Errors plague Cyclones in 3-1 loss to Texas Tech

Eleanor Holthaus gets ready as Iowa State volleyball faced Texas Tech on Oct. 12, 2019, at Hilton Coliseum.

Jack Shover

Suffering from a poor attacking night and numerous errors throughout the match, Iowa State fell to Texas Tech on Saturday 3-1.

Despite those errors and poor offensive performance where the team hit .164 in the match, Iowa State had a chance in the second set to gain momentum and even the match.

“There weren’t many parts of our game that looked good,” coach Christy Johnson-Lynch said.

The Cyclones narrowly lost the first set 25-22 despite being plagued by errors during most of the set including passing and serving errors.

Iowa State then started off the second half struggling on the attack and the team had as low of a hitting percentage as -.182 when the Red Raiders had a 9-5 lead.

Piper Mauck, the Cyclones’ setter, said the team started off ‘sloppy’ and had issues with ball handling during the beginning of the match.

On the serve, Johnson-Lynch said the Red Raiders were really serving tough and forced poor passes from the Cyclones, sometimes forcing four to five straight bad passes.

Tech kept a lead as both teams went back in forth until the Cyclones were able to tie the score at 15.

It seemed as though the Red Raiders would go up again on the scoreboard the following serve when libero Michal Schuler’s pass made contact with the net, but the sheer force and backspin on her serve kept the ball in play as it rolled over the net into Texas Tech’s side.

The Red Raiders kept the serve alive, but Candelaria Herrera and Eleanor Holthaus combined for a block on the Texas Tech attack attempt to put Iowa State up 16-15.

The score was tied twice after that play until Herrera — along with setter Piper Mauck — again blocked the Red Raiders to put the Cyclones up 18-17.

Though she didn’t register a block the following play, Herrera had a strong deflection on a block attempt, which allowed the Cyclones to have an easy pass to Mauck — who dumped the ball over for an easy Cyclone kill.

Scrappy play by the Cyclones continued the next play when Brooke Andersen, who was playing next to an antenna in the front row, had a one armed hit attempt on Iowa State’s third touch of the attack. The hit took a sharp angle and was able to go onto Texas Tech’s side of the net.

During the same play, Mauck — who was going against two Texas Tech players — kept the ball alive for the Cyclones and Herrera was then able to get a kill for the Cyclones to put the Cyclones up 20-17.

To cut Iowa State’s lead to 22-21, Texas Tech scored on a long volley where the Cyclones were constantly getting their hands on the ball during Red Raider attacks to slow down the hit and gain better control of the ball. The play even included Herrera, a middle blocker playing back row, making a play on a ball that was dug seven feet behind Iowa State’s back line.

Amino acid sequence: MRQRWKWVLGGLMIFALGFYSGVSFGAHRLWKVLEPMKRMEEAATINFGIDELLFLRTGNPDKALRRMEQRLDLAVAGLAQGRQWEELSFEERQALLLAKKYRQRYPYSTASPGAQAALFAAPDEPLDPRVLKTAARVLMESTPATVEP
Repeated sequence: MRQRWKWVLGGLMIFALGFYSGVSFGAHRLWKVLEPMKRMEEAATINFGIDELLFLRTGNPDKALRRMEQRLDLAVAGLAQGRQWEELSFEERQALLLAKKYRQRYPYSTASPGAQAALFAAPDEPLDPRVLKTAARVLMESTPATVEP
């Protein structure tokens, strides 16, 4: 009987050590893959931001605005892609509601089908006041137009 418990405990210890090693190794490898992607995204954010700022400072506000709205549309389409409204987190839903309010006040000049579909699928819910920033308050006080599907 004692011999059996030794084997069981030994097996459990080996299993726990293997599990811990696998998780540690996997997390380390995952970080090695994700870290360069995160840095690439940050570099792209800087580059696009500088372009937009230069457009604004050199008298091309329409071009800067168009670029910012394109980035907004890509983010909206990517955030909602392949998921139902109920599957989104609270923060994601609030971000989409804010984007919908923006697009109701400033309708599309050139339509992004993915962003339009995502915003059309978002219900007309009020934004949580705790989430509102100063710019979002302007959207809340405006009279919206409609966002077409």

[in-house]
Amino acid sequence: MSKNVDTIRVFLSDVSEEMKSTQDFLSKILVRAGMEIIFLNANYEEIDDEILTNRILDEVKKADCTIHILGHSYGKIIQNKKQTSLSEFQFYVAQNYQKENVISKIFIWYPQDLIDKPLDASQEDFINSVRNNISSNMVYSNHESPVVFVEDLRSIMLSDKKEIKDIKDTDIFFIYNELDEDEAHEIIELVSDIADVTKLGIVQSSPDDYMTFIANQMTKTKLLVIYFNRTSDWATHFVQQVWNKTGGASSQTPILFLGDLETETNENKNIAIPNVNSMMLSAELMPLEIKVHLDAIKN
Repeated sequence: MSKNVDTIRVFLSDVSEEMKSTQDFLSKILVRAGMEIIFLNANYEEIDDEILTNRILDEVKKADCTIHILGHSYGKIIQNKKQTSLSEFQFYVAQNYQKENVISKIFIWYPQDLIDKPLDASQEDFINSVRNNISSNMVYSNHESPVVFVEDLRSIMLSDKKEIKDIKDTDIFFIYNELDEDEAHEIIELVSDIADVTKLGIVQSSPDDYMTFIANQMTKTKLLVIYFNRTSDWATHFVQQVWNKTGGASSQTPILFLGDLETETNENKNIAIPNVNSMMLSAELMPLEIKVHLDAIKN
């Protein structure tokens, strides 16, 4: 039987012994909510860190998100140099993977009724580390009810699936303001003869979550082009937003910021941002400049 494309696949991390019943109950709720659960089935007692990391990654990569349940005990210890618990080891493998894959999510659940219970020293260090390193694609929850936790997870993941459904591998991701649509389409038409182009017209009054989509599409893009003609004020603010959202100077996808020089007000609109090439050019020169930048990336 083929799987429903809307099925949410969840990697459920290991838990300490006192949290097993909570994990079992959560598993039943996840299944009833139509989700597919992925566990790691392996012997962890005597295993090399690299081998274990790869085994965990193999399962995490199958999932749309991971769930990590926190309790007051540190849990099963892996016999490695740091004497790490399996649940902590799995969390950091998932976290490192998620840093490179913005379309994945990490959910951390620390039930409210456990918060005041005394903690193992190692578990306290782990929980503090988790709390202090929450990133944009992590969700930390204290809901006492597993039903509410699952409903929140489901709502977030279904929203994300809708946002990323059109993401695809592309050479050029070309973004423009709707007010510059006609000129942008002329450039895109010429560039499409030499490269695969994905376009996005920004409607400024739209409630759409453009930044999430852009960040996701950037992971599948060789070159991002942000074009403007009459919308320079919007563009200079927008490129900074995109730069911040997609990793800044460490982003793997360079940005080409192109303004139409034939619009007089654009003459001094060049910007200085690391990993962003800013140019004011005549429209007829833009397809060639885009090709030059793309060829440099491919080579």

As the play continued, Hilton Coliseum grew louder and louder and on a Red Raider attack, two of Iowa State’s players went to close the block on the Cyclone’s right antenae — but the ball went right off the block and delflected out of play.

Texas Tech’s bench erupted with cheers after winning the volley.

“You know, [the block] was super close. We got the block and it barely landed out of bounds, even the crowd cheered thinking it was our point,” Enna said.

Enna said the team wasn’t upset they lost the point since they played such great defense during the volley.

Both teams went back and forth until the score was tied at 24, but a Schuler recieving error put the Cyclones down 25-24 with the ball to be served again by the Red Raiders.

The Cyclones handled the serve and had an attack attempt, but Texas Tech’s attack glanced off of Iowa State’s block and out of play to give Texas Tech the set.

“You can really do everything perfect and the ball, if the hitter makes a really good shot, it’s going to richocet off of your block,” Johnson-Lynch said.

Johnson-Lynch said the Red Raiders weren’t afraid to attack the Cyclone block and kept on attacking it during the match.

Iowa State won the third set 25-15, but lost the match when the Red Raiders took the fourth set 25-17.

“I think a loss kind of exposes what you need to work on, where as in a win — I mean — you’re doing everything right,” Mauck said.

With the loss to Texas Tech, Iowa State’s record now stands at 11-6 (2-3 Big 12) as the team falls to fifth in the conference, while the Red Raiders have a record of 13-6 (3-2 Big 12) move to fourth in the conference.

If the Cyclones want to gain traction on Texas Tech and third placed Oklahoma, the Cyclones will need to come out with a win on Wednesday against eighth placed TCU.